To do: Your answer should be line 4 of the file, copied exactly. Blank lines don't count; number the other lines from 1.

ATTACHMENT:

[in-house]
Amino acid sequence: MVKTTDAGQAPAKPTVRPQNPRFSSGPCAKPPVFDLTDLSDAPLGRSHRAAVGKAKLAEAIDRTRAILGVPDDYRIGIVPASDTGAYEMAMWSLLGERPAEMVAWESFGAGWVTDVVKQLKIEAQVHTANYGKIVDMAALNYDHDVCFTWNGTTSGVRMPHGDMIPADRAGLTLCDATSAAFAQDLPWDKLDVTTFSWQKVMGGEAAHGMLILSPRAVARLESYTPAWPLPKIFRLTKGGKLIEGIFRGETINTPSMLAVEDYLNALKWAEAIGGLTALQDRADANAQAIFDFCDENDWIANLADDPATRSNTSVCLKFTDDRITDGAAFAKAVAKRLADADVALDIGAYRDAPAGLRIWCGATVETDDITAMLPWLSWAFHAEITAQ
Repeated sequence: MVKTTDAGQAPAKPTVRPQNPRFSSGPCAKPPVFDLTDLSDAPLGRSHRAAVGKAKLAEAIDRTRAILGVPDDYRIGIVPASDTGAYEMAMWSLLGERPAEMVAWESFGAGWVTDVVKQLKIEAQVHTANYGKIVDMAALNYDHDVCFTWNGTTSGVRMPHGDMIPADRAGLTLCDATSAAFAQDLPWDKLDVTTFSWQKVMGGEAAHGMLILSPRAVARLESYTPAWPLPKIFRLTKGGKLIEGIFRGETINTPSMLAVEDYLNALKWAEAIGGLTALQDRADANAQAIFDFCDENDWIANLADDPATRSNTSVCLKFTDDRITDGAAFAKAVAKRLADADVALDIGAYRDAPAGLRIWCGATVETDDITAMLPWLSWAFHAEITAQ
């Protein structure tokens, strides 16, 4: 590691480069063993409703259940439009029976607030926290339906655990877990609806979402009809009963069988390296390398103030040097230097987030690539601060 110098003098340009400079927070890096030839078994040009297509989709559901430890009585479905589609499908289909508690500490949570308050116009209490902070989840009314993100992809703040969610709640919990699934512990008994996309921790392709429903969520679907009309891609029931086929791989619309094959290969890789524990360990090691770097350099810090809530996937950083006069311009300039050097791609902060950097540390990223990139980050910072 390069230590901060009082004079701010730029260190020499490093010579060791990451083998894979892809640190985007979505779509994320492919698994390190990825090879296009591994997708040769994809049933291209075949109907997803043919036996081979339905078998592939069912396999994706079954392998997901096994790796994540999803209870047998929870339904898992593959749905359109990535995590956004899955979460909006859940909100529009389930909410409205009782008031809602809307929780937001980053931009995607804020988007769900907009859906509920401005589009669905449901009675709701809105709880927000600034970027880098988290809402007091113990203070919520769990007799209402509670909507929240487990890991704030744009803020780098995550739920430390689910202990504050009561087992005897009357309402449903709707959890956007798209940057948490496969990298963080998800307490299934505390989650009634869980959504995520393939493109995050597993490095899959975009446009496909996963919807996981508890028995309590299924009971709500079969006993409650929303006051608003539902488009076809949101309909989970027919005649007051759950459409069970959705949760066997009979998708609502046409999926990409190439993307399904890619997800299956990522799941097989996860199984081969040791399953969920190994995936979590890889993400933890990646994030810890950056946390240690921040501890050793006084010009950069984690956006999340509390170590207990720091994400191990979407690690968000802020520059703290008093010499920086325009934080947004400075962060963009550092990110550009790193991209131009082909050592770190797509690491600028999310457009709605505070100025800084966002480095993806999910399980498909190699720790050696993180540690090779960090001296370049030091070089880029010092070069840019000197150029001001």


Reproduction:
């Protein structure tokens, strides 16, 4: 590691480069063993409703259940439009029976607030926290339906655990877990609806979402009809009963069988390296390398103030040097230097987030690539601060 110098003098340009400079927070890096030839078994040009297509989709559901430890009585479905589609499908289909508690500490949570308050116009209490902070989840009314993100992809703040969610709640919990699934512990008994996309921790392709429903969520679907009309891609029931086929791989619309094959290969890789524990360990090691770097350099810090809530996937950083006069311009300039050097791609902060950097540390990223990139980050910072 390069230590901060009082004079701010730029260190020499490093010579060791990451083998894979892809640190985007979505779509994320492919698994390190990825090879296009591994997708040769994809049933291209075949109907997803043919036996081979339905078998592939069912396999994706079954392998997901096994790796994540999803209870047998929870339904898992593959749905359109990535995590956004899955979460909006859940909100529009389930909410409205009782008031809602809307929780937001980053931009995607804020988007769900907009859906509920401005589009669905449901009675709701809105709880927000600034970027880098988290809402007091113990203070919520769990007799209402509670909507929240487990890991704030744009803020780098995550739920430390689910202990504050009561087992005897009357309402449903709707959890956007798209940057948490496969990298963080998800307490299934505390989650009634869980959504995520393939493109995050597993490095899959975009446009496909996963919807996981508890028995309590299924009971709500079969006993409650929303006051608003539902488009076809949101309909989970027919005649007051759950459409069970959705949760066997009979998708609502046409999926990409190439993307399904890619997800299956990522799941097989996860199984081969040791399953969920190994995936979590890889993400933890990646994030810890950056946390240690921040501890050793006084010009950069984690956006999340509390170590207990720091994400191990979407690690968000802020520059703290008093010499920086325009934080947004400075962060963009550092990110550009790193991209131009082909050592770190797509690491600028999310457009709605505070100025800084966002480095993806999910399980498909190699720790050696993180540690090779960090001296370049030091070089880029010092070069840019000197150029001001």